Will Anglo American Profit From Its Management Shake-Up?
Anglo American (ISE: AAL.L) is one of the most diverse mining businesses in the world, with major interests in iron ore, copper, coal, diamonds, and platinum. Yet, valued at a mere 28 billion pounds, it attracts far less attention than the likes of BHP Billiton and Rio Tinto.
Because of a glut of supply, platinum is now trading below the price of gold, which is very unusual (as Roland Head explained in this recent article on platinum miners). This lead to a slump in earnings, and Anglo American has now installed Chris Griffith, who previously ran its iron ore profit, as Amplats new chief executive. Norman Mbazima, head of thermal coal, will takes the reins at iron ore, which is currently Anglo's most profitable division.
Diamonds are also proving to be an issue, with profits falling at De Beers, where Anglo holds a 45% stake.
So perhaps it's just as well that the remainder of Anglo's businesses are progressing well. In its latest production report, released today, iron ore production was 12% ahead and copper production, Anglo's second-largest profit center, increased by 7%. Record production levels were seen in both thermal and metallurgical coal.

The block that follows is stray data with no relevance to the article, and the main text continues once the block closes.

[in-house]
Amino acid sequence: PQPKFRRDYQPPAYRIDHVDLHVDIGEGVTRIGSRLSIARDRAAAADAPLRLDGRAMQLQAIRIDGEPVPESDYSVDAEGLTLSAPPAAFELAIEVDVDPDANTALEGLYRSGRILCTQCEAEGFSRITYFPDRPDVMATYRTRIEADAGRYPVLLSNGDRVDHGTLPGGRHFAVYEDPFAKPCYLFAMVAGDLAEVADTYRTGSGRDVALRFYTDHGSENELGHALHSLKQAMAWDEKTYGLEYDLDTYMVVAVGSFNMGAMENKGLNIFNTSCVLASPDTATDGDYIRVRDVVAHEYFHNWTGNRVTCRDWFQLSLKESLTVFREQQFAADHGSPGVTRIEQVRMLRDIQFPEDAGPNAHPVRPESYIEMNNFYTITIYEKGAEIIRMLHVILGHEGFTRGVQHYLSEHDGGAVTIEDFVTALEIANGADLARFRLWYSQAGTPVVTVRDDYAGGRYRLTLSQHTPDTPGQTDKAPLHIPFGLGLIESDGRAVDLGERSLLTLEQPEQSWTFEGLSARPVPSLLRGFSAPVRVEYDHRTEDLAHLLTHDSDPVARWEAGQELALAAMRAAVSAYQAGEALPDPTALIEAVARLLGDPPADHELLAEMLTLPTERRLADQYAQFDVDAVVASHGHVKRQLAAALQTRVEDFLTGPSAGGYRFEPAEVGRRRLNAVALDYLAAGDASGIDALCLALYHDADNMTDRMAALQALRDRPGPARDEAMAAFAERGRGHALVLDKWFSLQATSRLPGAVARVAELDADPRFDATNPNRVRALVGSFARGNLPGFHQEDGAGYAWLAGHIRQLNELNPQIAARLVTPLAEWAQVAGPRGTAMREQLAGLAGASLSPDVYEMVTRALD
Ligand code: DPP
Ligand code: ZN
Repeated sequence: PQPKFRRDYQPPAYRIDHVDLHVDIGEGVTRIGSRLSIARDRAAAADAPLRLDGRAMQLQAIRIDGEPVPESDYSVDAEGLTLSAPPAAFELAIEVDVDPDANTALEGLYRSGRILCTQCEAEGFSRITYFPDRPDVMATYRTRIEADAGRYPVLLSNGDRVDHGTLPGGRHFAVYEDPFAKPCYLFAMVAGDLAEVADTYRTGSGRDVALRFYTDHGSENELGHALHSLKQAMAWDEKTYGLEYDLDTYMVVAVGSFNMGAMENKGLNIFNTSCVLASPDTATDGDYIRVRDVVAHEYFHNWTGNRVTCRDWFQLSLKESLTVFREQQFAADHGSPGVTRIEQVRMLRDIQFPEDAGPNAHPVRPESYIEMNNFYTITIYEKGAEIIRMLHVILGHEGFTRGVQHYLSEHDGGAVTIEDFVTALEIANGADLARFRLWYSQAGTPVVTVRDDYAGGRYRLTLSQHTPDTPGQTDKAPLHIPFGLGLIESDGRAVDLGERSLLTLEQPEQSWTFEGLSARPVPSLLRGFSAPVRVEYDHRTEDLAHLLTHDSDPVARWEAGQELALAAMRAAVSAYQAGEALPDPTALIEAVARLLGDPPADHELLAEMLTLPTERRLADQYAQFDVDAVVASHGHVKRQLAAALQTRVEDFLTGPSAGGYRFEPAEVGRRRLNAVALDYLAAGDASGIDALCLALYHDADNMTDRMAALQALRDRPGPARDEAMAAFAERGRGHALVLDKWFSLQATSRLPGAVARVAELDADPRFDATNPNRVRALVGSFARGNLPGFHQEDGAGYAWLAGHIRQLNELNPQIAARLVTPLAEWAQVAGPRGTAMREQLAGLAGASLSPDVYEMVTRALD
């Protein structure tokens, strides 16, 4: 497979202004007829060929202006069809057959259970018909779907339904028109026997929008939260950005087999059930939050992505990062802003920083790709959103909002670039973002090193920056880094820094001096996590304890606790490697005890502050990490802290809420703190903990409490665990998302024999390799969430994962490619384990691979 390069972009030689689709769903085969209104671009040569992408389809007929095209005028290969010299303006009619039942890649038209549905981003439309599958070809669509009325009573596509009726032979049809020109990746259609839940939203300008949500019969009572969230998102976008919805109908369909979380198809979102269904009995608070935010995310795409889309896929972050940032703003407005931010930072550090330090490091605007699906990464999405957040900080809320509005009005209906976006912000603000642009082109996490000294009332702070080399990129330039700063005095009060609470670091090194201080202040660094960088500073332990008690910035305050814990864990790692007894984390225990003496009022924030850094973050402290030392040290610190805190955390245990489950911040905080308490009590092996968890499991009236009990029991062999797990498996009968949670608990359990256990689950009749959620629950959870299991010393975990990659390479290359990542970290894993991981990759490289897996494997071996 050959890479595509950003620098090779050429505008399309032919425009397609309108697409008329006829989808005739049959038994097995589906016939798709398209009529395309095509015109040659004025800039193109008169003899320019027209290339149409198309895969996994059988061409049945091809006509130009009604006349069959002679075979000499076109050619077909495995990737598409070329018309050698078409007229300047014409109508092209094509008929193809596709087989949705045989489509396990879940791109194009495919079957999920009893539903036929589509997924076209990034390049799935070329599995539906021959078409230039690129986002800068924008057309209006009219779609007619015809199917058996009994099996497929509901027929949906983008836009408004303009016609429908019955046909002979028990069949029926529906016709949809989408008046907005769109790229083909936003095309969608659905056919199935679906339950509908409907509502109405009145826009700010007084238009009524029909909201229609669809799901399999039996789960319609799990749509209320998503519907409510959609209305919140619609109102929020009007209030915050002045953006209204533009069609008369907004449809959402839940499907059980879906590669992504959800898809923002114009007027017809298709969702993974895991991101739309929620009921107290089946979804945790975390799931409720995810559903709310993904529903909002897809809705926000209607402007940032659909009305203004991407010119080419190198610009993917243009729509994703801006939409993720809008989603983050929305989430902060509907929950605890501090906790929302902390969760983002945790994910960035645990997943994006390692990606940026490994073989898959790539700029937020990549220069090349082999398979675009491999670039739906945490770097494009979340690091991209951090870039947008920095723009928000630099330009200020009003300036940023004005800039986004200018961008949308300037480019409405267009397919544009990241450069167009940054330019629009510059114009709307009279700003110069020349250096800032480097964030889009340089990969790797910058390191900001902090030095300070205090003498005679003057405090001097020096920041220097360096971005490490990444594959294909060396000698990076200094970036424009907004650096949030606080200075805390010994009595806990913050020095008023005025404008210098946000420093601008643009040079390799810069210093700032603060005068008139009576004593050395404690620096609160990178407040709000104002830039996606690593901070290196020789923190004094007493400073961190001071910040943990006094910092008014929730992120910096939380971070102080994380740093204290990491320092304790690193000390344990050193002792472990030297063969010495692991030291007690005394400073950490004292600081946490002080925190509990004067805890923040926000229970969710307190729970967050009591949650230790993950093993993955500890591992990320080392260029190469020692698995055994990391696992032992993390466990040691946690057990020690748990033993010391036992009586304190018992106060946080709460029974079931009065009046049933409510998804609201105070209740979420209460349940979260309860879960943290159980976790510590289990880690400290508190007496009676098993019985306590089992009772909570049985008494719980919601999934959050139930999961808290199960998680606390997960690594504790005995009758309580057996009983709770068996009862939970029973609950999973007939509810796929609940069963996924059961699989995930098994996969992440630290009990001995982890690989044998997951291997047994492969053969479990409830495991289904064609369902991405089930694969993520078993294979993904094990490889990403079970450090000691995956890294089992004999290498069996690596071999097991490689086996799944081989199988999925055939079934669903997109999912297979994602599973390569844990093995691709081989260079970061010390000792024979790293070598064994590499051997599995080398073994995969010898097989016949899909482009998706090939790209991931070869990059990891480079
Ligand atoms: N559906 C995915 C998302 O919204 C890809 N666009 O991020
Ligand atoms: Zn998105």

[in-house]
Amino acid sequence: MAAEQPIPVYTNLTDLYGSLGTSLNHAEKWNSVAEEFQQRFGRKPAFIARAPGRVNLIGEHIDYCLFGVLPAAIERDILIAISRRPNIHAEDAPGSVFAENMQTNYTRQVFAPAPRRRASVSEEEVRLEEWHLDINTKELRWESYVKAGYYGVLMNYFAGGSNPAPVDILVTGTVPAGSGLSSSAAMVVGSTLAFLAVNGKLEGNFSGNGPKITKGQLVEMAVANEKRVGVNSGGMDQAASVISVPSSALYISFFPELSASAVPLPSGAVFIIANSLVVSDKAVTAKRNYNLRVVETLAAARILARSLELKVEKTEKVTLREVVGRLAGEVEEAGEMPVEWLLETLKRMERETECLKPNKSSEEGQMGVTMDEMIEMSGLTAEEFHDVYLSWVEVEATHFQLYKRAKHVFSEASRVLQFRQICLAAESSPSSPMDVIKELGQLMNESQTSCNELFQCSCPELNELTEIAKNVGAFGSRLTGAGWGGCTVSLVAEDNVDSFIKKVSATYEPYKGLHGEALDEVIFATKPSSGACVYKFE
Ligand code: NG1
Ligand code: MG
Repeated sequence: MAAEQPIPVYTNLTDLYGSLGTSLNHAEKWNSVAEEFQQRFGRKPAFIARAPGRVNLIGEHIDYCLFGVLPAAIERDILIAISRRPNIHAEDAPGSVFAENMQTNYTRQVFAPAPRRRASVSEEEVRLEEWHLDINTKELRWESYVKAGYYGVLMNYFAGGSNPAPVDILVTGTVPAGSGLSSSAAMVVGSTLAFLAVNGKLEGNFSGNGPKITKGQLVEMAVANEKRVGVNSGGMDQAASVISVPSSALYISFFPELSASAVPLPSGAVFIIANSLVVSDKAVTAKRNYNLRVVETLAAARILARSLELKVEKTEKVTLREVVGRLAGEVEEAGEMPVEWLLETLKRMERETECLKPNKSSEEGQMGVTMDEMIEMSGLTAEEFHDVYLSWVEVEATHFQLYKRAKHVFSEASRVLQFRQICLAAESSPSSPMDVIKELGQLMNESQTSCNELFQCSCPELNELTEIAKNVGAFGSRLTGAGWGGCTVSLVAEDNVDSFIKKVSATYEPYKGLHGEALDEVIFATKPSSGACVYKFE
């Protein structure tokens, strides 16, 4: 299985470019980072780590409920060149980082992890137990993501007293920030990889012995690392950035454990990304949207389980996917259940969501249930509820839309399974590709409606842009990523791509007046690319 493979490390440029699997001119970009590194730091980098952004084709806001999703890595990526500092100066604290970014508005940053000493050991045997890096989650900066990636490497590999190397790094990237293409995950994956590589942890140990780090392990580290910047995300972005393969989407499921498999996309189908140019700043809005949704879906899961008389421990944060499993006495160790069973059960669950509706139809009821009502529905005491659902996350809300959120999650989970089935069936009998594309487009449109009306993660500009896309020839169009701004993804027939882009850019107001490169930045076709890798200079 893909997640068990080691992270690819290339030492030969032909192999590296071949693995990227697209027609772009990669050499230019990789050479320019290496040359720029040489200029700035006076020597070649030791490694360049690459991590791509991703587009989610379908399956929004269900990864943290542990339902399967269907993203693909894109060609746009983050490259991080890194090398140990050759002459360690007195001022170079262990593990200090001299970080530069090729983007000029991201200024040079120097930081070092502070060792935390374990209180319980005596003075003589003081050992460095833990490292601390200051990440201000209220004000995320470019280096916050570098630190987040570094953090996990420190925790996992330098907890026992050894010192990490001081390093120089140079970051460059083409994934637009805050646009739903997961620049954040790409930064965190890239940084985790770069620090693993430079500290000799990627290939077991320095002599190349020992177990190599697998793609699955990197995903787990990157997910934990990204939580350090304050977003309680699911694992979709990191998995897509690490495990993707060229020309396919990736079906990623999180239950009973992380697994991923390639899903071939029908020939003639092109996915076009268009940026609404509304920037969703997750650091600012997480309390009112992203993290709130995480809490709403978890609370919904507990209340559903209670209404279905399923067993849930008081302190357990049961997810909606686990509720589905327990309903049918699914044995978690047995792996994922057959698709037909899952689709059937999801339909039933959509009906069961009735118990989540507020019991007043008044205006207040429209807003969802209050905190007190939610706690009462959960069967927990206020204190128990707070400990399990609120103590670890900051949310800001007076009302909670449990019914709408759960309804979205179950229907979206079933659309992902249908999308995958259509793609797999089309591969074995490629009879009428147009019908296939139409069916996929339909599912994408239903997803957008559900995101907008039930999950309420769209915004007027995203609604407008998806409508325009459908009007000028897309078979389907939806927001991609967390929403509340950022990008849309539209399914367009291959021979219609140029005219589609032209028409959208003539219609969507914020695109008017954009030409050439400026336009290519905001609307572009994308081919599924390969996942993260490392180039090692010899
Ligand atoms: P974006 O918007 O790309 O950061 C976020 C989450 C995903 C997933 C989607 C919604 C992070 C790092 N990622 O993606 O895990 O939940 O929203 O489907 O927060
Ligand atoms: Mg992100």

Anglo's interim results are due to be released next week, so investors won't need to wait long to see how much in the way of profits have been generated in the last six months.
The shares, at 2,050 pence, are down some 30% over the last 12 months, although most of the major miners have posted similar decreases. Anglo trades on a prospective price-to-earnings ratio of just over 8, and a forecast yield of 2.5%. While that looks cheap at face value, it's pretty much in line with the rest of the sector.
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At the time this article was published Stuart does not own any of the shares listed above. The Motley Fool has a disclosure policy. We Fools may not all hold the same opinions, but we all believe that considering a diverse range of insights makes us better investors. Try any of our Foolish newsletter services free for 30 days.